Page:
I have been waiting for the moment I get to shamelessly promote Sur Ellz for quite a few months now. Sur Ellz is one of the most talented individuals I have ever had the pleasure working of with, regardless of what the subject is. He is a singer/song-writer, dancer and visionary living here in Denver, Colorado. I had two separate experiences meeting Khalil (Sur Ellz), and both were unique in completely separate ways.
One night Nick asked me if I wanted to go check out this live comedy show called ‘Show Ya Teef Tuesday’, at the Atlas Theatre. I love comedy, but live comedy is not something that is frequently in my life. We go to this church in Capitol Hill, and I became skeptical. We went downstairs into this ghetto home made theatre- I was even more confused. Turns out, we ended up laughing our asses off and having a great time. There was this extremely witty individual who was having an improvisation battle with the rest of the comics, and nobody could beat him. He was so good on his feet and maintained his composure so well. I was captivated by his performance. This was a group of kids here in Denver, ages seventeen to twenty-three, and they had me dying. I began to inquire about their endeavor and was soon admiring their whole situation. This was a group of creative kids called the ‘Black Actors Guild’ that got together to perform. Soon they found a space they could rent and put on these shows and rehearse; it was their center for creativity that they had established in the basement of a church. A group of ambitious kids that are taking their goals into their own hands.
I introduced myself to the improv champion named Khalil. He was very nice and told me about his background in music. He had a vocal looper he would perform on whenever he had the opportunity around town. Opening for ‘Show ya Teef Tuesday’s’ at the Atlas theatre, or performing at coffee shops around town. I was very intrigued, and spit the all too familiar line among creatives, “We should get together sometime and work on some shit, or whatever.” I cannot tell you how many times I have said, or heard, that line to a fellow musician, and nothing actually happens. Nobody really wants to do shit and collaborate, it’s just something you say as a matter of course. Anyway, I didn’t hear from Khalil until I ran into him at a session I was hired to do in that same church.
A girl named Kayla Marquee was recording a live acoustic video. I show up and see that her two back up singers are Kid Astronaut and this kid Khalil. Could your back up singers get any better than that?! We finished up the recording and I was blown away by Khalil’s singing ability. The timbre of his voice was so pure and enticing. He blended so well with what was happening around him, and his harmonies were so incredibly amazing and impeccably in tune. Again, I was captivated by his performance. We exchanged the familiar phrase of possibly getting together and working on something, and this time he reached out, just not to me. I was doing the session to help my good friend Lawrence out, due to my experience recording live performance and video. Khalil reached out to Lawrence after this session. I am so grateful he got with Lawrence rather than myself, because what those two did in the coming months was nothing short of genius. I would not have been able to do his music justice.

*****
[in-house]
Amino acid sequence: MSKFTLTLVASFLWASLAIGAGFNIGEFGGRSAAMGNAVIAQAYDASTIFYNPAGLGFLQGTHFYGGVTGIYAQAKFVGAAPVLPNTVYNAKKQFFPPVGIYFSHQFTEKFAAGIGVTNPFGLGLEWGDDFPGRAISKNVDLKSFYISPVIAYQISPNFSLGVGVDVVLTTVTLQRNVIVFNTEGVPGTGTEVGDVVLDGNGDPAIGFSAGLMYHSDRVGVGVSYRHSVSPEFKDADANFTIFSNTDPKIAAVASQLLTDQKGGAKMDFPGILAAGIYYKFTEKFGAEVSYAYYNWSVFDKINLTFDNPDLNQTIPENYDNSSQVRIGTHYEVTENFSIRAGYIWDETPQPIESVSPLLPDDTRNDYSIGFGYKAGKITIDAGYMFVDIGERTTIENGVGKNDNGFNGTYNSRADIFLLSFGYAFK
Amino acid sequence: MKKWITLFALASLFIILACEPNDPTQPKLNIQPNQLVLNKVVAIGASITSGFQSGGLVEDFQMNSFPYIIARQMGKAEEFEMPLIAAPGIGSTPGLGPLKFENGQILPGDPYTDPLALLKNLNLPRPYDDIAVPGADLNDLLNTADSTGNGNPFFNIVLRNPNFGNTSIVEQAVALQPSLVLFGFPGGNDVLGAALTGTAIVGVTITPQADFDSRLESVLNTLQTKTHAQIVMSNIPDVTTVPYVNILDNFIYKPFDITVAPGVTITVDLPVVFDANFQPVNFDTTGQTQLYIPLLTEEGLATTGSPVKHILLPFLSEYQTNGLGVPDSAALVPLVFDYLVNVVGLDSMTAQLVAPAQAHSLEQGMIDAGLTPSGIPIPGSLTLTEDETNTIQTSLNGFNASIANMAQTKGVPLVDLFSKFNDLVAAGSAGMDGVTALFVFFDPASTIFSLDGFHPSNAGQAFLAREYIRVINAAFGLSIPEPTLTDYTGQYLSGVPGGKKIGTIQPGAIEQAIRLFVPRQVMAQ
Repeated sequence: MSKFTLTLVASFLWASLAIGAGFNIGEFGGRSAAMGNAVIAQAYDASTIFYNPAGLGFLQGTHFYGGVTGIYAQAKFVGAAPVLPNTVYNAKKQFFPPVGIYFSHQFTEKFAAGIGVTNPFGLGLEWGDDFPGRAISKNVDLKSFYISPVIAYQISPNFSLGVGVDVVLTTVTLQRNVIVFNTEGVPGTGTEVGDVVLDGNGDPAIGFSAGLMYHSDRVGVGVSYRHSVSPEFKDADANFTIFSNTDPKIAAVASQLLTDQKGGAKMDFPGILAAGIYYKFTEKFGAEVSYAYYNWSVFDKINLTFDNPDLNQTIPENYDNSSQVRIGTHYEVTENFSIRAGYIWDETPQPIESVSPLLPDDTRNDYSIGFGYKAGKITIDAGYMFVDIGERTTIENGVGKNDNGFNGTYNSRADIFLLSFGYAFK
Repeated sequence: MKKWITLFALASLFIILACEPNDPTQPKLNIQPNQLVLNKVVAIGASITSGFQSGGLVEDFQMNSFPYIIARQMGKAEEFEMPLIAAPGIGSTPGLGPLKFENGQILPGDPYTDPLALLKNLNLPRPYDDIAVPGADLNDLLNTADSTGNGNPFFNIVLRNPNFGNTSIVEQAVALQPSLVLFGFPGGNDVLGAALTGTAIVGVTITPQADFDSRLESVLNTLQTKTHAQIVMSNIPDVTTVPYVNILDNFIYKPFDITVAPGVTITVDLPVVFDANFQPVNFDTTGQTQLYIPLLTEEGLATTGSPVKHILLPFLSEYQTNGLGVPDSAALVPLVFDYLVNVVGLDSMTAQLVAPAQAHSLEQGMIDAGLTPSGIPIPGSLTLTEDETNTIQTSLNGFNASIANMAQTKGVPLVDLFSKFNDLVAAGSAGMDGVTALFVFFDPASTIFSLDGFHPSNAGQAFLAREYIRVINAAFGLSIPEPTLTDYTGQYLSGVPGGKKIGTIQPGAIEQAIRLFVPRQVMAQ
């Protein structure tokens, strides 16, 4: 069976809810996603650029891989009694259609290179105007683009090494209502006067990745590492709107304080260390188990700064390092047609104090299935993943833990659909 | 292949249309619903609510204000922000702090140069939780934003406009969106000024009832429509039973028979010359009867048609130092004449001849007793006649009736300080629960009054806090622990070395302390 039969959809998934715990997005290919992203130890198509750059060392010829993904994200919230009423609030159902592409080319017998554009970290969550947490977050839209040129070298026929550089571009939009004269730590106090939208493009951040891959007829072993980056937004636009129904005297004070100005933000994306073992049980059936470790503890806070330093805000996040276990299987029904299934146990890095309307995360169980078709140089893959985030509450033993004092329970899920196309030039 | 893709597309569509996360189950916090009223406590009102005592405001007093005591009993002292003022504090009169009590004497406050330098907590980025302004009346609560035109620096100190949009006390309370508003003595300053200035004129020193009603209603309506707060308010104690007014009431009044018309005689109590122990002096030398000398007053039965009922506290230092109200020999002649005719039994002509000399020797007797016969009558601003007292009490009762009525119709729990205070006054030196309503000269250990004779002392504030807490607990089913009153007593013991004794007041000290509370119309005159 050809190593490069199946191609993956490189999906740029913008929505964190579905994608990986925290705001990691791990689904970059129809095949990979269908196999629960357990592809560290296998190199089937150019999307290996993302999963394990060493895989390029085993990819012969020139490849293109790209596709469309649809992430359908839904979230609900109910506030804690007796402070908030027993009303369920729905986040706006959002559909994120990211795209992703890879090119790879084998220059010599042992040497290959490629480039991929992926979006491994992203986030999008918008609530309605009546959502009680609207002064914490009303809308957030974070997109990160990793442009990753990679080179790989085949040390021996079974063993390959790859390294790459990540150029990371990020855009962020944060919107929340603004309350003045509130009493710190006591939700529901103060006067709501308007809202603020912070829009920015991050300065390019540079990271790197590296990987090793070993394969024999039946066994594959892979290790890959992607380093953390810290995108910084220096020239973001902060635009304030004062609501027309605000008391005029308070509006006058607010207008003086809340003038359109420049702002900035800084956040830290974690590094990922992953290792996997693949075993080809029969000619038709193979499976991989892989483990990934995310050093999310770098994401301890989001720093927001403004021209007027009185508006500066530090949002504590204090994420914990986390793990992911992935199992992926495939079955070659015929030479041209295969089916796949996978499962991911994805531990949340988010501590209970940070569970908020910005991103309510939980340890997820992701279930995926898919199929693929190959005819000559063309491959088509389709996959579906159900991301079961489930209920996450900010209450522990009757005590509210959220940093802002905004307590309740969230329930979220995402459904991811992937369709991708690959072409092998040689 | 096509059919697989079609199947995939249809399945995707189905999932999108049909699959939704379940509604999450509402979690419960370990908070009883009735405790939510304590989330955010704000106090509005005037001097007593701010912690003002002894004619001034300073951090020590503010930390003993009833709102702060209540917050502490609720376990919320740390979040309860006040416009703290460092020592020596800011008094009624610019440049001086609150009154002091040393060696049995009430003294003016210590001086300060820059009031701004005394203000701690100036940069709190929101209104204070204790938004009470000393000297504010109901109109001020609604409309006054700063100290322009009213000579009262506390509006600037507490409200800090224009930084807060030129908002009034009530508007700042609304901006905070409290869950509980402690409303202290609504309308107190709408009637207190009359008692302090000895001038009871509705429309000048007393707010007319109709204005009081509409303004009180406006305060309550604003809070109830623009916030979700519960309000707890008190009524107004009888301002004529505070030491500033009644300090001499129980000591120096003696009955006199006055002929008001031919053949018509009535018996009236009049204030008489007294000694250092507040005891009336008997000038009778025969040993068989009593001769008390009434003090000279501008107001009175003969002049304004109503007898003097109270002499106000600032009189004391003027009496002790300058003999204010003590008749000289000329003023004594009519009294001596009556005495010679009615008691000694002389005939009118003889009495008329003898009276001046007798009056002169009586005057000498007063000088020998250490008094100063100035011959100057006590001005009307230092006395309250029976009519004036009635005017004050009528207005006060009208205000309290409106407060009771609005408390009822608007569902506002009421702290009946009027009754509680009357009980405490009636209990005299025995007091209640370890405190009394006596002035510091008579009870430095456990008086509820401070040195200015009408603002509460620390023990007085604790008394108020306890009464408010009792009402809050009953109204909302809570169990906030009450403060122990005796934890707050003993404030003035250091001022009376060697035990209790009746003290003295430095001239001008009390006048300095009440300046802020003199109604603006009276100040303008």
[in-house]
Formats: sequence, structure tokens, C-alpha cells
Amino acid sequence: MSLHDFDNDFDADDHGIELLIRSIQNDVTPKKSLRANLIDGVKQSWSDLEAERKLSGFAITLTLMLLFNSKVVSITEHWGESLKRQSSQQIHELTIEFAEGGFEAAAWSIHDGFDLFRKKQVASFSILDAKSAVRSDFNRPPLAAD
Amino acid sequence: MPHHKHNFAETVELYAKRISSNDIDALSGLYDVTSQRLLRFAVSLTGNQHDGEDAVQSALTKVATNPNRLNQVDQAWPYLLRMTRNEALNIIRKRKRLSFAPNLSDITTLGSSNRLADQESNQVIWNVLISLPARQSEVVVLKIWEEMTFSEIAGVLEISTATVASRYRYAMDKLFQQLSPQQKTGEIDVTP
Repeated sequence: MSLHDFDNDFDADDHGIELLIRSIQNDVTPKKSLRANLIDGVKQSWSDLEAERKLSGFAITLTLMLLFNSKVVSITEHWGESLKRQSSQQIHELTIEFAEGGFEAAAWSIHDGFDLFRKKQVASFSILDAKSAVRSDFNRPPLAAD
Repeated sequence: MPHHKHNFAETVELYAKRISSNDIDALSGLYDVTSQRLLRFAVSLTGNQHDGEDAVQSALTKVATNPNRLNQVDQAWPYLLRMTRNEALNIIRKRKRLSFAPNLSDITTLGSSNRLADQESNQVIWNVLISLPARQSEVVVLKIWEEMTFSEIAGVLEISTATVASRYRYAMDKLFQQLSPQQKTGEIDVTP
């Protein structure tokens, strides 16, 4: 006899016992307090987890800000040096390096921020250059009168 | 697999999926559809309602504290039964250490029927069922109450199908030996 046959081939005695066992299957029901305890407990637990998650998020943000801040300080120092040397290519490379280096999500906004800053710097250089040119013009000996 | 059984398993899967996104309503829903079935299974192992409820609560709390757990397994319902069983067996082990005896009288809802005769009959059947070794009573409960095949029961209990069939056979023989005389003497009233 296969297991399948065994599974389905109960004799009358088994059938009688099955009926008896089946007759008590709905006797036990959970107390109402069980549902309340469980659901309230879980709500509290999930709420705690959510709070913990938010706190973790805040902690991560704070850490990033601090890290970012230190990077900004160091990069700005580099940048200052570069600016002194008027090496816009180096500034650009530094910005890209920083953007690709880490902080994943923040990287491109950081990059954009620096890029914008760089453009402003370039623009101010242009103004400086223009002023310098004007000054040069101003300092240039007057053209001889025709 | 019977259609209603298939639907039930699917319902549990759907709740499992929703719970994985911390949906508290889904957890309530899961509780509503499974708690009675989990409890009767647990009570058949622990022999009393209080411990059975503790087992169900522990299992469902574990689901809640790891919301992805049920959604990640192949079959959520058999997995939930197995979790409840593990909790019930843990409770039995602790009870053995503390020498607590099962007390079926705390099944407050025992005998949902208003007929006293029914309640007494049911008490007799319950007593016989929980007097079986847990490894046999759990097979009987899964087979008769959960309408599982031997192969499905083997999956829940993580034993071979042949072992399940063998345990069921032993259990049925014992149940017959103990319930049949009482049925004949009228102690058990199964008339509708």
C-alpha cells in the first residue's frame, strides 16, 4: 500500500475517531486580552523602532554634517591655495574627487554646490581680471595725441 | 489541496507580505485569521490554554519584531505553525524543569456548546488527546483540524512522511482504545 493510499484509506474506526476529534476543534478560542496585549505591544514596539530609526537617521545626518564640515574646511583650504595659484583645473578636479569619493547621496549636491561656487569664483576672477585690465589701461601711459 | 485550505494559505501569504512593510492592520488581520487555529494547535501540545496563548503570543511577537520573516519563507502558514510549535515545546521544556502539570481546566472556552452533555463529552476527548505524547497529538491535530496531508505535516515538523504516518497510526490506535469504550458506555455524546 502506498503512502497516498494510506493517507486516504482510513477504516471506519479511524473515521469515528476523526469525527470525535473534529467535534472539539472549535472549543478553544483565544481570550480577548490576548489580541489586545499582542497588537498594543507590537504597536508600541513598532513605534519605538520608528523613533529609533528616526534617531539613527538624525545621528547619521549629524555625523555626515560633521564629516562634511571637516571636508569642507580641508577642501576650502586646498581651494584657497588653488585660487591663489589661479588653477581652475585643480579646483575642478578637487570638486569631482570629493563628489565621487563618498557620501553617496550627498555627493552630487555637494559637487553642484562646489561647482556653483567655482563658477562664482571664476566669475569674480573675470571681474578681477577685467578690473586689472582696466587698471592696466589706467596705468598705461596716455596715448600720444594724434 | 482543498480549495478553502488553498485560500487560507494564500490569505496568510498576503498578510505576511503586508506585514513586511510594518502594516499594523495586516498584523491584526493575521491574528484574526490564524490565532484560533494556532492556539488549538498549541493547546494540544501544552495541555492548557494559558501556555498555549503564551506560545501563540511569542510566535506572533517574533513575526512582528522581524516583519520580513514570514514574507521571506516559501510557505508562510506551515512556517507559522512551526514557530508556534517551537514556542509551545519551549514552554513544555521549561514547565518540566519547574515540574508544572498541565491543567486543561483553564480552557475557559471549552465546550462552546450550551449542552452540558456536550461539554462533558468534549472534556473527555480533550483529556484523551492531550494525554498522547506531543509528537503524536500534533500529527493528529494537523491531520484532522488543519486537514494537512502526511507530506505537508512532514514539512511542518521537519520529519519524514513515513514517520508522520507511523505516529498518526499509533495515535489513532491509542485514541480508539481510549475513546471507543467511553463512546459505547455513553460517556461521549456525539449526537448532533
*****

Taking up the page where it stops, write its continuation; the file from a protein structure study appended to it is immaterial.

Khalil began recording with Lawrence in the spring of 2015, and they remained hard at work throughout the entire summer. At the time Lawrence and I were operating out of the same location. I say ‘location’ because calling a basement, which was nothing more than a room with speakers and a microphone in it, a studio seems blasphemous at best. Hearing these two’s creation will be a memory I will always cherish and brag about. Not only was Khalil a great comedian and singer, but he also wrote and produced his own shit. He wrote everything! Harmonies, beats, chords, lyrics, melodies, the entire fucking song. For those of you not familiar with the music world, that is extremely rare. Most musicians specialize in one area of performance or writing. Being a jack of all trades is too much effort for most artists on the scene. Most artists just want to be artists, and all the other shit is too difficult to bother with. To put it into perspective, and not piss too many people off with my broad over-generalization — Taylor Swift is an artist who writes a massive amount of her music, and is very talented in that regard, and she still has producers and writers to help bring that shit home. 1989 had the most talented writers and producers of today collaborating with her. Khalil did it all. Take somebody that is that talented, and has that much vision with his art and combine it with a producer with the same work ethic and vision- watch out.